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Jane,

As one of those who was never taught but ended up becoming pretty fast due
to to requirements of my job (typesetting for commercial art projects...had
to create copy for 15 catalogs a year), I could not agree more, but I
always was a bit unsure if it were my own bias speaking since I have never
learned it properly.

Programming is definitely the way to go and I have our students doing that
as much as I can!

By the by...I am an avid computer gamer and can play games that have a
great many input keys without looking at the keyboard. Pretty fast at it as
well, so take from this what you may.

And yes, to all of your questions...split keyboard and all...you are so
right wen you say that multiple input systems will be required learning for
us from now on.

Rod




On Tue, Jun 3, 2014 at 9:59 AM, Elizabeth McCarthy <
[log in to unmask]> wrote:

> +1, well said!
>
> *Elizabeth McCarthy, MAT*
> *Digital Learning SpecialistGoogle Education Trainer *
> Google+google.com/+ElizabethMcCarthy
> <https://www.google.com/+ElizabethMcCarthy>
>
>
>
> On Tue, Jun 3, 2014 at 9:52 AM, Jane Wilde <[log in to unmask]> wrote:
>
>> I have lost the battle to resist the urge to participate in this
>> discussion.
>>
>> It is time to stop looking to the past as we identify the skills kids
>> need.
>>
>> The myth of touch typing.
>> 1. Many people took typing in highschool in "my day." Only a few became
>> expert typists. Just because you are taught doesn't mean you learn or
>> become expert.
>> 2. Many people did not take a typing course is school and because they
>> needed it on the job became adequate to exceptional typists with or without
>> knowledge of the qwerty finger positions. Think journalists and computer
>> programmers.
>> 3. Qwerty has been proven to be an inefficient keyboard.
>>
>> Here's what I learned as a former keyboarding teaching turned tech
>> integrationist turned learning designer.
>>
>> 1. Providing guided instruction in how to use a specific keyboard is very
>> helpful for children when they are first using a computing device. But
>> letter to key recognition is the main goal not touch typing.
>>
>> 2. If an organized effort to teach "touch typing" is deemed necessary:
>>
>>    - As Lucie says, the teacher must be actively involved, observing,
>>    supporting, encouraging, guiding, applauding, making it positive.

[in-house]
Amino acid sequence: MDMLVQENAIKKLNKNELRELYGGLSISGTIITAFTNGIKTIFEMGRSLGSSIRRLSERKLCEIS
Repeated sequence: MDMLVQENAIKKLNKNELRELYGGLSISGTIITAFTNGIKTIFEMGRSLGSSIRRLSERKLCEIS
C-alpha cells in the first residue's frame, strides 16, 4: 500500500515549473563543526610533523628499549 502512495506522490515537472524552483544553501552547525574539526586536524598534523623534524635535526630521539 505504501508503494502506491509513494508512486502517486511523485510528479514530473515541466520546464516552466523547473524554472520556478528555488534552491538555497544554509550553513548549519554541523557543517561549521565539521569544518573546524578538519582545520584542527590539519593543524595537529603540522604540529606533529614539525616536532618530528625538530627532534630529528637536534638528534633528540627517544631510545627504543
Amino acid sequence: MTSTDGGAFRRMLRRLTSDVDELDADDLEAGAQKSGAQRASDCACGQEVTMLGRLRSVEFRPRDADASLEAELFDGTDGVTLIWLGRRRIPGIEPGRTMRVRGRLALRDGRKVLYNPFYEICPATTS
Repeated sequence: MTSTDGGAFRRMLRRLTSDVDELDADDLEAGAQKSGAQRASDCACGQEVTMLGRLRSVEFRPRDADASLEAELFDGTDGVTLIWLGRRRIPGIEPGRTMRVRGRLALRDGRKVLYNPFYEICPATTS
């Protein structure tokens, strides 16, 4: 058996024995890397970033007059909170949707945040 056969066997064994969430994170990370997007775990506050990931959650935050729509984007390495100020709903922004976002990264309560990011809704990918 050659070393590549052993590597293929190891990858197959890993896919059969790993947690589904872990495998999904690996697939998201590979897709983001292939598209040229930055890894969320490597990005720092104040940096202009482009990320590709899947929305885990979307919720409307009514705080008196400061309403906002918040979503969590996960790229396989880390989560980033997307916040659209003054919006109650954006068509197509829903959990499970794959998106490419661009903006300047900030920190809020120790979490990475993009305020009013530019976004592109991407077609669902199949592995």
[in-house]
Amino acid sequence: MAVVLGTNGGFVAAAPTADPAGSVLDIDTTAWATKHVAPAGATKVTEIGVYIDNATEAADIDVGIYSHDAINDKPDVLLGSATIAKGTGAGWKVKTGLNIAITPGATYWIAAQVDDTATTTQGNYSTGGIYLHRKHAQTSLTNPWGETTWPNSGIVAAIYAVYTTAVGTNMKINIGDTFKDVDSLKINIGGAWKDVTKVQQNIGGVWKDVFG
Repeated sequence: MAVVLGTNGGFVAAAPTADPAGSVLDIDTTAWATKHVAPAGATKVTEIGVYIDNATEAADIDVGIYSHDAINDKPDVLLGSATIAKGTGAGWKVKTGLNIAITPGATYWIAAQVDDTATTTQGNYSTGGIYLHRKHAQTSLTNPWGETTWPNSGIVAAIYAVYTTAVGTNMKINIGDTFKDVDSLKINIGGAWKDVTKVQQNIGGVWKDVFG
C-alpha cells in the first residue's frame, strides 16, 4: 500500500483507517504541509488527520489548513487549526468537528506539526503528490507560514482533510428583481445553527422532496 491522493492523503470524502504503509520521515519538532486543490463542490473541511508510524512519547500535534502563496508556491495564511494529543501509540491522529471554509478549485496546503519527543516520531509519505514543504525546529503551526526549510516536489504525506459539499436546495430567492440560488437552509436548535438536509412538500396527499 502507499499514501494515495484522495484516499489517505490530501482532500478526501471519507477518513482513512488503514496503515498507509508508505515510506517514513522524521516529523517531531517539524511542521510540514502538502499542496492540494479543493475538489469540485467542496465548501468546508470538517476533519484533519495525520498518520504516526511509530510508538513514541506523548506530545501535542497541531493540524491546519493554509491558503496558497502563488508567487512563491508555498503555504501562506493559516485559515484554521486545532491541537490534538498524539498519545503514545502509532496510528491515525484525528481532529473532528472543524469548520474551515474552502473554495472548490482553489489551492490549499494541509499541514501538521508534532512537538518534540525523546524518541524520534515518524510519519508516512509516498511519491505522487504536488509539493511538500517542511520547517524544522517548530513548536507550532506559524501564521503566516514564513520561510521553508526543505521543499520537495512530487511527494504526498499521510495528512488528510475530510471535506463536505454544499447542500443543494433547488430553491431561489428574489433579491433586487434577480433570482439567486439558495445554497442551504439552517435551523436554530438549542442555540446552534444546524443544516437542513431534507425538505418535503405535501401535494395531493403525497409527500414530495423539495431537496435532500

>>    - Teacher involvement should never be punitive.
>>    - Understand that not all people / children will be good at touch
>>    typing. Kids who have trouble with other kinds of focus or fine motor
>>    control are probably going to need to look at the keys or use different
>>    fingering. That's ok. Journalists and computer programmers have done quite
>>    well over the years with the so called hunt and peck method.
>>    - it is pointless to teach touch typing unless the student has
>>    frequent opportunities AND need for practice. This should not be the only
>>    time they use a computer at school. The motivation to become fast and
>>    efficient comes from *need*.
>>
>> 3. Do we really need to teach touch typing and the querty keyboard? Is
>> there any research that our efforts to teach typing have improved students
>> success? How many teenagers do you know who needed a course to learn to
>> text with their thumbs? Have *you* ever split the keyboard on your iPad
>> and used your thumbs to type - it is pretty fast once you get the hang of
>> it. Have *you* ever used the microphone to do google searches? How many
>> different keyboard layouts have you seen on phones? Our kids need to be
>> able to adapt to multiple interfaces and input mechanisms. They do not need
>> to be fast and efficient typists in a secretarial pool.
>>
>> If you want to change a child's relationship to working on a computer,
>> teach them to program.
>>
>> Jane
>>
>> --
>> Jane Wilde
>> Geek, learner, teacher, trainer
>> Faculty, Marlboro College Graduate School
>> Doctoral student, University at Albany
>> [log in to unmask]
>> 413-388-8041
>>
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